FAQ: What technical changes were actually proposed in 19-193? (updated 7/14/19)
As of July 14, 2019:
In advance of the FCC's August 1, 2019 open meeting, a draft Notice of Proposed Rulemaking has been released (this is a great policy that has been in place since Ajit Pai has been Chairman). In this draft NPRM, various items have been proposed including the following:
Extending the distance of minor moves
REC proposed that LPFM be allowed to harmonize with FM translator rules to permit a minor move where the 60 dBu contour of the current facility and the proposed facility overlap. In the FCC's proposed version of the rule, moves of 5.6 km or less would not require a contour study (as is the case today) but moves over 5.6 would be permitted with the use of a contour study to show overlap between the old and new locations. Frequency changes would still be limited to +/- 1, 2, 3, 53 and 54 channels or upon a showing of reduced inteference to any channel.
Currently, LPFM stations are permitted to operate directional antennas if the station is operated by a public safety agency or the station is using the directionality of the antenna to request a second adjacent channel waiver. In the NPRM, the directional antenna rule could also be used in accordance with an international agreement. The primary benefactor of this rule change will be LPFM stations in the 125 km "strip zone" along the Mexican border that have been limited to 50 watts. Under the proposed rule, they would be able to operate at maximum power in all directions except those directions that are within 125 km along any point on the US/Mexico border. While REC proposed a more substantial use of directional antennas (such as to protect translators and other LPFM stations), REC also addressed the need for relief on the strip zone. Directional antennas can also be used towards Canada though the restrictions are not as strict as they are towards Mexico.
The new directional antenna removes an unnecessary restriction on the use of "composite" antenna patterns as opposed to "off the shelf" or "standard" patterns, which is currently what is codified.
We note that while the proposed codified rules limit the expansion of the scope of the use of directional antennas for international use, the text of the NPRM opens possible doors for LPFM stations to use directional antennas for other purposes. REC's position is that LPFM stations should be able to ask for waivers of the §73.807 rules in respect to minimum distance separtation between LPFM stations with FM translators and other LPFM stations using a contour overlap model if they so choose to. Unlike any waiver of reduction of distance separation to full-service stations, LPFM using distance seperation towards FM translators and other LPFM stations is not mandated under the Local Community Radio Act. REC urges all LPFM proponents to request that the FCC expand the scope of the use of directional antennas to seek such waivers with conditions of no interference in a manner similar to the FM translator rule §74.1203(a) as suggested by Prometheus Radio Project. This specific waiver type will be the primary focus of REC's ex parte strategy as such a study can be done in manner similar to the proposed 5.6 km expansion and interim TV channel 6 waiver proecess mentioned below.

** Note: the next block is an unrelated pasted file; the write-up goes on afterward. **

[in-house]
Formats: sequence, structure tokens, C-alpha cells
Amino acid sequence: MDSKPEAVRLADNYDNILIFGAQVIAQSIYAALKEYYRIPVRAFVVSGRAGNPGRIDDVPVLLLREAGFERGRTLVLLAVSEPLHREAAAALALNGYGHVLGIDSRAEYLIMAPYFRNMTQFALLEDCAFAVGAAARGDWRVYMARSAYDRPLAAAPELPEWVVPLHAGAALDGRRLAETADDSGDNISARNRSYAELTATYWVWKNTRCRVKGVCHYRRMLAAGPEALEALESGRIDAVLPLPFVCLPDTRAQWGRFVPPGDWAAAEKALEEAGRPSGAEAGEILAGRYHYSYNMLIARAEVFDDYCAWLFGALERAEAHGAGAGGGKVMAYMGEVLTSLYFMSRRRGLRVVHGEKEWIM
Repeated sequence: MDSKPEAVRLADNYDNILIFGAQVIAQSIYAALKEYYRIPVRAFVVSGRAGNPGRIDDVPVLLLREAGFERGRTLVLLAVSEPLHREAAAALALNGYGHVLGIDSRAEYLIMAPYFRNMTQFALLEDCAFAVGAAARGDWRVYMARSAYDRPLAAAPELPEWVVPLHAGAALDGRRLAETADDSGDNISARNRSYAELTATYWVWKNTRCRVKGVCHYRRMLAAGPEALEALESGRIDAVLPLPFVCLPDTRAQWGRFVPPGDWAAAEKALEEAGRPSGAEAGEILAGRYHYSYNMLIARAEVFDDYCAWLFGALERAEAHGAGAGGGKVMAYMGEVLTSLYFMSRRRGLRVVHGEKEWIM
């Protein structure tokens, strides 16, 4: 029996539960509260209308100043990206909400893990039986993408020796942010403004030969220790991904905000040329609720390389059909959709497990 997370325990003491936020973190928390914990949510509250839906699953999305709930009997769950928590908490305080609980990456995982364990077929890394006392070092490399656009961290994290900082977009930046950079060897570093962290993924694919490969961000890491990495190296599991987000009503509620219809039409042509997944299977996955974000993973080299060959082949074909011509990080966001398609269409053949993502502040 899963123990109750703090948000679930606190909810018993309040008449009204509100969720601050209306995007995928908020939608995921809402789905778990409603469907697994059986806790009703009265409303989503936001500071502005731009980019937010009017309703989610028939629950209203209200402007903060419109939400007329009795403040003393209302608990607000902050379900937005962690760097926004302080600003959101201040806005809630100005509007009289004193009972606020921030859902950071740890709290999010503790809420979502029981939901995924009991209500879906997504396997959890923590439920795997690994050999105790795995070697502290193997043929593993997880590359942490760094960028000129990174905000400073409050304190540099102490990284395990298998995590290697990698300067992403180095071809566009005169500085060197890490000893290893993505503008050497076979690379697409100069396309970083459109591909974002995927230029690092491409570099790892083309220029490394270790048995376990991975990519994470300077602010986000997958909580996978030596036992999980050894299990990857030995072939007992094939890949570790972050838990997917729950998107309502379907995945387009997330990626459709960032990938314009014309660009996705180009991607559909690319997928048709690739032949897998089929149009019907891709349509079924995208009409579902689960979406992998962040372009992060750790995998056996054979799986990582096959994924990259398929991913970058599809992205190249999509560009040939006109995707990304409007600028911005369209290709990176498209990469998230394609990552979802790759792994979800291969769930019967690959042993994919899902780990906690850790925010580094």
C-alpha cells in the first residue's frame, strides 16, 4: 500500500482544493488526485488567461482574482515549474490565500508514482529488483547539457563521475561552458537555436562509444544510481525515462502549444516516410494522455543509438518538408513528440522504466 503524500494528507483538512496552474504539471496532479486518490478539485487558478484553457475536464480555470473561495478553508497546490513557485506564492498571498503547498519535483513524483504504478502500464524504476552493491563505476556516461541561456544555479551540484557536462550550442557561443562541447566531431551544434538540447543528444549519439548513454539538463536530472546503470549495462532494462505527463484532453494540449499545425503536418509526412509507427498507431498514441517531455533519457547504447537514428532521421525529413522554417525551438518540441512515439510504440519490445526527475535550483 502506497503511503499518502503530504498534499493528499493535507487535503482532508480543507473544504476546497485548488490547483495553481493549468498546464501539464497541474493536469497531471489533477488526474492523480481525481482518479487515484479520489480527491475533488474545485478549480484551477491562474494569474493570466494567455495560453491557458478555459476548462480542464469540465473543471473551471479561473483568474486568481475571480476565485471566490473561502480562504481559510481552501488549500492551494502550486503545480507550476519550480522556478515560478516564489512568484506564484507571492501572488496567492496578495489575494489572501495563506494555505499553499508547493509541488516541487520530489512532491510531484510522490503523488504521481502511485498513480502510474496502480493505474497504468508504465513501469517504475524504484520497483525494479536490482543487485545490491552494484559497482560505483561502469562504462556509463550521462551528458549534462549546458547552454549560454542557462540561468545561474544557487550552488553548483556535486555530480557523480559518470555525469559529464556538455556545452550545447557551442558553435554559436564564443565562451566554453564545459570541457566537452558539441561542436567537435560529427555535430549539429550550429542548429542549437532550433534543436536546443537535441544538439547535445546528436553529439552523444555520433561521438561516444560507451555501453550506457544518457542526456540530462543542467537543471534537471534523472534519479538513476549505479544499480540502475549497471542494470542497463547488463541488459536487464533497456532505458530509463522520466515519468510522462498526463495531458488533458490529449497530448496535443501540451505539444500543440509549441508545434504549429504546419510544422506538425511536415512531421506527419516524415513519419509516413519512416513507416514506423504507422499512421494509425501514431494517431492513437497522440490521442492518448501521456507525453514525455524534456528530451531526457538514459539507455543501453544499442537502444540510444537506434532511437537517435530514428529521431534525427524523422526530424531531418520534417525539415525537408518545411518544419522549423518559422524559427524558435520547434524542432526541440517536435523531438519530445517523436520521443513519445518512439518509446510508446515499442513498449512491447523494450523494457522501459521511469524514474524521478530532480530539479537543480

TV Channel 6 protections
What is probably the biggest (and most controversial) change on the proposal is the declaration of the elimination of protection requirements between FM broadcast stations on Channels 201~220 (88.1~91.9) and TV stations on Channel 6 (low power and full power). Under the FCC's proposal, the Channel 6 protection rules that apply to full-service FM radio, FM translators and LPFM would sunset on July 13, 2021, the sunset date for analog low power television. In an interim process prior to the sunset, LPFM stations seeking channels in the Channel 201~220 reserved band can seek a waiver of the rules using a contour study similar to that used for FM translators. REC only asked that LPFM stations be allowed to use the contour overlap study, the FCC came back and proposed to eliminate Channel 6 protections across the board.
Codifies the use of FM boosters for LPFM stations without the need for a waiver. A booster would count as a "translator" in respect to the two translator limit.
Other non-substantive changes proposed include modifying the language of a third-adjacent protection rule to be consistent with the recently changed rule for FM translators (replacing an itemized list of protected radio services with a blanket statement).
This FAQ is fluid and is subject to change based on the rulemaking process.